Queensland initiative to find new drug treatments secures state funding

5 Nov 2015

An initiative to create new and potentially life-changing drugs has taken a step forward at The University of Queensland following an Advance Queensland funding agreement with the Queensland Government.

The Queensland Emory Drug Discovery Initiative (QEDDI), to be based at UQ, will translate world-class academic drug discovery into candidates for clinical trials.

More than $16m has been committed over the next three years, with UQ contributing $12.247 million from UniQuest commercial returns in addition to Queensland Government funding of $4.169 million to the end of 2018.

UQ Vice-Chancellor and President Professor Peter Høj said the funding would provide facilities and resources to accelerate efforts to bring promising treatments through to development to target diseases such as cancer, diabetes, inflammatory disorders, neurodegenerative and infectious diseases.

“This initiative provides the infrastructure and industrial expertise to focus some of Queensland’s most brilliant scientific and medical minds towards developing new treatments that could make a difference to the lives of people around the world,” he said.

“The Queensland Government has recognised that bringing new treatments from the lab to market is a process that can take decades.

“By translating promising research, this initiative will help ensure future benefits can be shared widely, and that Queensland researchers can play a key role in these breakthroughs.”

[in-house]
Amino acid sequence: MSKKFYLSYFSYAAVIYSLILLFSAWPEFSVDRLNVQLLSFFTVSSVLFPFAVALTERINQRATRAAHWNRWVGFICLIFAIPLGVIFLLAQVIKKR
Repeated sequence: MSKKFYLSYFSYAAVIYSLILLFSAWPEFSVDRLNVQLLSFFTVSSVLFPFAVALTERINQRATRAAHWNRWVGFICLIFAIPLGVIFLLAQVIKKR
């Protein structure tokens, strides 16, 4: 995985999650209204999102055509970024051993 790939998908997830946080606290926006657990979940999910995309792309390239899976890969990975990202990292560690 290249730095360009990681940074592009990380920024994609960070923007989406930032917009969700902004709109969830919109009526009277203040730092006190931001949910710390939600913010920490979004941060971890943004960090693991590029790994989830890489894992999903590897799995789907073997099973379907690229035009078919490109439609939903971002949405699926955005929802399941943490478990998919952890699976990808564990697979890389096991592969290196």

Professor Høj said UQ was able to draw on the extensive expertise of Emory University’s Institute for Drug Development (EIDD) and Drug Innovation Ventures at Emory (DRIVE), led by Professor Dennis Liotta, the inventor of one of the world’s most widely-used HIV drugs and Dr George Painter respectively.

Queensland Premier Annastacia Palaszczuk announced the State’s plans to support the initiative after discussions with Professor Liotta and Professor Høj in the US in June this year.

“This funding agreement is a prime example of the kind of collaboration today that can deliver the industries and jobs of tomorrow,” Ms Palaszczuk said.

“Queensland has world recognised excellence in medical research, and with this support through Advance Queensland we will be able to translate a greater number of discoveries into potential healthcare products and treatments.”

Professor Høj said Emory’s in-kind support, advice and the involvement of Professor Liotta was a tremendous external validation of UQ’s research excellence and expertise in drug discovery and development.

QEDDI will have the capability to perform drug discovery, medicinal chemistry and preclinical development to identify promising small molecule drug candidates and develop them to a stage where they may be of interest to pharmaceutical companies or investment companies for further development.

The initiative was brokered by UQ’s commercialisation company UniQuest through discussions with EIDD and DRIVE in Atlanta, US.

In addition to the funding from the State Government, UQ and UniQuest will each provide funding to QEDDI over the next 10 years through a reinvestment of returns from commercialisation activities.

UniQuest Chief Executive Dr Dean Moss said his team was excited to be managing the QEDDI initiative on behalf of its stakeholders.

“What better way to create change than through the development of life-changing drugs for the benefit of people around the world?” Dr Moss said.

UniQuest Communications: Nicole Cowan, n.cowan@uniquest.com.au, 0409 767 199; UQ Communications, communications@uq.edu.au; +7 3346 0561